The college I chose was predominantly white. I knew I wanted to go to a small college that had small classrooms. I was a sociology major. During one of the sociology trips, my advisor took us to Argyle "L". She talked about Chinese Mutual Aid Association, Vietnamese Association, South East Asia Center. I did an internship at the South East Asia Center in my junior year, so I came down to Chicago twice a week for 6 hours and worked with pre-school aged kids. I think that's when my racial identity started. Then, I also helped start an Asian group on campus in Lake Forest, my senior year. It was me, another Vietnamese guy, and the other four or five women were Asian international students. At that time, I wish [ ed ] it was more an Asian-American student organization. I didn't feel a friction between us, but there was a difference.

LLJ: How did you get involved with I2I [ Invisible to Invincible: Asian/Pacific Islander Pride of Chicago ] ?

Lt: I got an e-mail from someone, had coffee with Karl [ Kimpo ] and went to that first meeting at David [ Amarathithada ] 's. I never had any space of both Asian and LGBT [ demographics ] .

LLJ: You are the one who suggested the name that this group adopted. How did that come to you?

LT: "Invisible" is a word that I've heard a lot among the Asian community. I was looking for something catchy—and also the myth of Asians not looking people in the eye.

In the Midwest, because of our geography, there's not another co-gender LGBT Asian group. I think people like I2I hopefully fulfills [ this ] . On East and West Coasts there are more organizations. Asian Americans in the Midwest have a different kind of history. It's because of numbers and critical mass. There's a huge Hmong population in Wisconsin. In Minnesota there's a huge Asian adoptee population. The white Midwest family might not be as pretentious as New York. They have a different speed of life, perspective and outlook. Specifically, Illinois, Indiana, and Ohio, Minnesota [ and ] Missouri have a different feel. Sometimes I can even tell Asian Americans that have grown up in the Midwest versus on the West Coast.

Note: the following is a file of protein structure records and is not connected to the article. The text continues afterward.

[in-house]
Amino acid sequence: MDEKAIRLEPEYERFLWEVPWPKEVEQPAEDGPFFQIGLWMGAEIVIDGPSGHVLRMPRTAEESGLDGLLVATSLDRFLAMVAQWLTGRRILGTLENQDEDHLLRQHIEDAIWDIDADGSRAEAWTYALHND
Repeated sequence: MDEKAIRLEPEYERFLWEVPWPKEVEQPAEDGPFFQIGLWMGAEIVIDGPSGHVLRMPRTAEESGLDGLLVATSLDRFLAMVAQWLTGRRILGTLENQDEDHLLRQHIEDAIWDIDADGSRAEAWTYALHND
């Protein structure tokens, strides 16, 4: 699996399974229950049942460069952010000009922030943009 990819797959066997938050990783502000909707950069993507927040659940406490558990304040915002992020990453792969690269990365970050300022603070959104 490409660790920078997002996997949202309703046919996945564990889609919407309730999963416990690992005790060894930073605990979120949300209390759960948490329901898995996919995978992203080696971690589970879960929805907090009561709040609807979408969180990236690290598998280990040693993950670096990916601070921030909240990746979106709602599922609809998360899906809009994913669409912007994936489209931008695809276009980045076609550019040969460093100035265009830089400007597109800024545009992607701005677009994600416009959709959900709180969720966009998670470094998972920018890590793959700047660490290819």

I attended the NAPAWF ( National Asian Pacific American Women's Forum ) conference celebrating their 10th anniversary. They had a post-conference LBT of NAPAWF, with 50-60 women. I had never been in a room with so many lesbian/bi/trans Asian-American women. I think it's only been in the past two years that I've met other Asian LGBT, more specifically, women. The heterosexual community doesn't understand bi, because you might feel attracted to women. I think there's been some hesitation of being closer friends with some women, especially lesbian women, because I've heard, through writings of the history, that lesbians don't like bisexual women—not that I've personally experienced this, but if you hear enough stories like that, you can feel a little wary. So, through NAPAWF, I got to know more Asian lesbian and bi women.

LLJ: What other kinds of activities would you like to see I2I doing?

LT: Whatever activities other members are excited about doing. I think we have a lot of different people in the group that have alot of different interests other than Asian and LGBT We all know the more excited you are about an activity or event, the more effort and most likely you'll follow through on it.. As long as it isn't totally off the wall, then I think the person should have I2I's "blessing" and be able to call it an I2I event, facilitated and organized by so and so. I would like to raise the visibility that if you're Asian and LGBT, and you find yourself in Chicago, or you are coming to Chicago, that you can know that there's a group [ called ] I2I.

I think we have to have an up-to-date Web site, and be listed in whatever directory—make sure other people know that there's an API/LGBT presence in Chicago. In the LGBT community, we're raising the Asian part. In the Asian community, we're raising the LGBT part.